Under Section 65B (4) of the Evidence Act, 1872, failure to produce a certificate at the stage when the charge-sheet is filed is not fatal to the prosecution, the Supreme Court has held in the case of State of Karnataka vs. M. R. Hiremath.
An official accused of corruption, filed a petition before the Karnataka High Court, challenging the trial court’s order refusing to discharge him in a criminal case. The High Court held that absence of a certificate under Section 65B of the Evidence Act, secondary evidence of the electronic record based on the spy camera is inadmissible in evidence.
It was also observed that the prosecution also precluded from supplying any certification since that would be an afterthought. Further, it was held that the case of the prosecution that apart from the electronic evidence, other evidence is available is ‘on its face unconvincing’.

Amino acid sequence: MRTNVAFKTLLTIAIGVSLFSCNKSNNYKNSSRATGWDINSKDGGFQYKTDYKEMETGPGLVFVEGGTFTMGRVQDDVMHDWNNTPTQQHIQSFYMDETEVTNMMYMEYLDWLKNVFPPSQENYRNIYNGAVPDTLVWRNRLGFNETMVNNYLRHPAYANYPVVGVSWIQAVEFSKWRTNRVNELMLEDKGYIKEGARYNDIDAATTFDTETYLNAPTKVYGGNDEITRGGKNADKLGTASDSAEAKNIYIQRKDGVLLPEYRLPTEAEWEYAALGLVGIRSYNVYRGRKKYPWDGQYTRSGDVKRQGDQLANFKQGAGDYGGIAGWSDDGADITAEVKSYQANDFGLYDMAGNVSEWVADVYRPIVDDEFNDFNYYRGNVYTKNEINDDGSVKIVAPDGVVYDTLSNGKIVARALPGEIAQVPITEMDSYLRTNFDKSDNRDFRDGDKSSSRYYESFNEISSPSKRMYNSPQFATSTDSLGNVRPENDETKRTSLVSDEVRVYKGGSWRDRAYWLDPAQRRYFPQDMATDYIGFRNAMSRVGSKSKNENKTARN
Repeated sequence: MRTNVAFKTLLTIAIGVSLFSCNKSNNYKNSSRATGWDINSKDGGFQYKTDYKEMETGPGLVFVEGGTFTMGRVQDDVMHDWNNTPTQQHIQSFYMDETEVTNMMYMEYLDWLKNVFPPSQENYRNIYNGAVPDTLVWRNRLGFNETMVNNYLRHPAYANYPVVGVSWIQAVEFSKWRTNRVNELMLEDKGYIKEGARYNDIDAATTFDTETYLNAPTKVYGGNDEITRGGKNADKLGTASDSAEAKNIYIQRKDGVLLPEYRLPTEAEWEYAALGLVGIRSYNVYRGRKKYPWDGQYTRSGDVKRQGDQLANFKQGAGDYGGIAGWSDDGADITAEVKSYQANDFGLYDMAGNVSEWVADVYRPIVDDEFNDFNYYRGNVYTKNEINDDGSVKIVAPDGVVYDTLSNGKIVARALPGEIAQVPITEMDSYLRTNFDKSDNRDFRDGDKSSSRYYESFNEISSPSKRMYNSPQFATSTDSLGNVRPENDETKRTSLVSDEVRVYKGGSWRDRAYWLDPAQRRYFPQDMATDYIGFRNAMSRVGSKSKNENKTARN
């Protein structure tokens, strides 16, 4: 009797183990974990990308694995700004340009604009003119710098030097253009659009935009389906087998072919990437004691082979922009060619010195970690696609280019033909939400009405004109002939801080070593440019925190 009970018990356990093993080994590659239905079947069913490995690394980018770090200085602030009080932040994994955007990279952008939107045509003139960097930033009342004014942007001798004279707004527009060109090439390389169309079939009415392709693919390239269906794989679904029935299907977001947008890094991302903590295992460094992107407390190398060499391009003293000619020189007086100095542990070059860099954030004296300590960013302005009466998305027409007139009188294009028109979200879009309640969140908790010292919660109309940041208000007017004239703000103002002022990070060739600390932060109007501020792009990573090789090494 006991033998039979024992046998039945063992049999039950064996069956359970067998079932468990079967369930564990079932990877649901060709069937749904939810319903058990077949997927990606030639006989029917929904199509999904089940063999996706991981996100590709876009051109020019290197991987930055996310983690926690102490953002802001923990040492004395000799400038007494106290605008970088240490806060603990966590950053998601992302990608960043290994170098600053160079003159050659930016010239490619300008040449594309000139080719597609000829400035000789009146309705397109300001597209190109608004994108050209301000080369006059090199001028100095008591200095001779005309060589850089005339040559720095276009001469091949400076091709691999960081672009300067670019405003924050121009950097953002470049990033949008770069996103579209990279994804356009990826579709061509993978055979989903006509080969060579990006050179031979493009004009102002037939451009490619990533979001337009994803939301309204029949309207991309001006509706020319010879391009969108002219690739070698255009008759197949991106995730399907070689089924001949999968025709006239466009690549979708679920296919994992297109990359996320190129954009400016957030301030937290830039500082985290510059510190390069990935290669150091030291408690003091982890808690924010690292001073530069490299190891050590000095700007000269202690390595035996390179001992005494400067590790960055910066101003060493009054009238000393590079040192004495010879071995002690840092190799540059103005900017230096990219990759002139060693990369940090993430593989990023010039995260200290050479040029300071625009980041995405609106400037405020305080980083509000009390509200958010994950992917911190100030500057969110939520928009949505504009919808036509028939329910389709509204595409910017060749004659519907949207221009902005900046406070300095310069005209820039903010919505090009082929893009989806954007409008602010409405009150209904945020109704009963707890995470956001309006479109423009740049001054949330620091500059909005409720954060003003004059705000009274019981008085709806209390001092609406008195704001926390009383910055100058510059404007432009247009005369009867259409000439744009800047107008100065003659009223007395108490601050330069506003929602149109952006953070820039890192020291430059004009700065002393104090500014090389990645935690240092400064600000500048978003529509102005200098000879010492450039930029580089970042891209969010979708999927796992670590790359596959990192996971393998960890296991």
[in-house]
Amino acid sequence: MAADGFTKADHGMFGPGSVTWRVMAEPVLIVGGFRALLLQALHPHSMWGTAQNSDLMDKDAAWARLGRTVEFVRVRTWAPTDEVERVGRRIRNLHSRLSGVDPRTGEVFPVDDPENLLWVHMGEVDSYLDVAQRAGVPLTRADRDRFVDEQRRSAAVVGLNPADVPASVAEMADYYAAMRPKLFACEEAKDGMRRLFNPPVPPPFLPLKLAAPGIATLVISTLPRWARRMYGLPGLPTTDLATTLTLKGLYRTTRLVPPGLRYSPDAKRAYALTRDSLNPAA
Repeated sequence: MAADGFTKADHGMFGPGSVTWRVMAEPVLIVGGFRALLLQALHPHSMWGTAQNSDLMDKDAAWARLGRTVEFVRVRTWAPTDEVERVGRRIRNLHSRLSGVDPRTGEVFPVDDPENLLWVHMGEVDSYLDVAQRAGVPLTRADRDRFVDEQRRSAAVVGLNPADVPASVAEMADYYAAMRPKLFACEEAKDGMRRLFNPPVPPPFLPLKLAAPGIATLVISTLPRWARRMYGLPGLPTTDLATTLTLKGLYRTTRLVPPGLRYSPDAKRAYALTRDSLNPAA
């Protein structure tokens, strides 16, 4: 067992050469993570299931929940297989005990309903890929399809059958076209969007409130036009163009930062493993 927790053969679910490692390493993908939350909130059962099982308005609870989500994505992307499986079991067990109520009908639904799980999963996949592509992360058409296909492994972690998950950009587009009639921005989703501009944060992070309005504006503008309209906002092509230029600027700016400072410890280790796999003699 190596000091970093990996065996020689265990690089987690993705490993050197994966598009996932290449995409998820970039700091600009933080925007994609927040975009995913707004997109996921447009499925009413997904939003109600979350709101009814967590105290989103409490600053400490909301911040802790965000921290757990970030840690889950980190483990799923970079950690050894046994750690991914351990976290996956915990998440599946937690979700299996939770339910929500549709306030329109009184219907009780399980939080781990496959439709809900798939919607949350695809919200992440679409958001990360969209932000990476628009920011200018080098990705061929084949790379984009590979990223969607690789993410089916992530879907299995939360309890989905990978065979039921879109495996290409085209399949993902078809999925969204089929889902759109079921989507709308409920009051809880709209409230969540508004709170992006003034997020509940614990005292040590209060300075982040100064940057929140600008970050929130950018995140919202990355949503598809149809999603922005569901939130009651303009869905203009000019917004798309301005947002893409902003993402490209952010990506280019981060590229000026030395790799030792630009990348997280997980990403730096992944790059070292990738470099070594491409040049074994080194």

The bench comprising of Justice DY Chandrachud and Justice Hemant Gupta of Supreme Court of India observed that the High Court misjudged in concluding that the failure to produce a certificate under Section 65B(4) of the Evidence Act at the stage when the charge-sheet was filed was fatal to the prosecution.
Setting aside the High Court order, the bench also stated that the stage of considering an application for discharge, the court must proceed on the assumption that the material which has been brought on record by the prosecution is true and evaluate the material in order to determine whether the facts emerging from the material, taken on its face value, disclose the existence of the ingredients necessary to constitute the offence.
The Bench said that, “The need for production of such a certificate would arise when the electronic record is sought to be produced in evidence at the trial. It is at that stage that the necessity of the production of the certificate would arise.”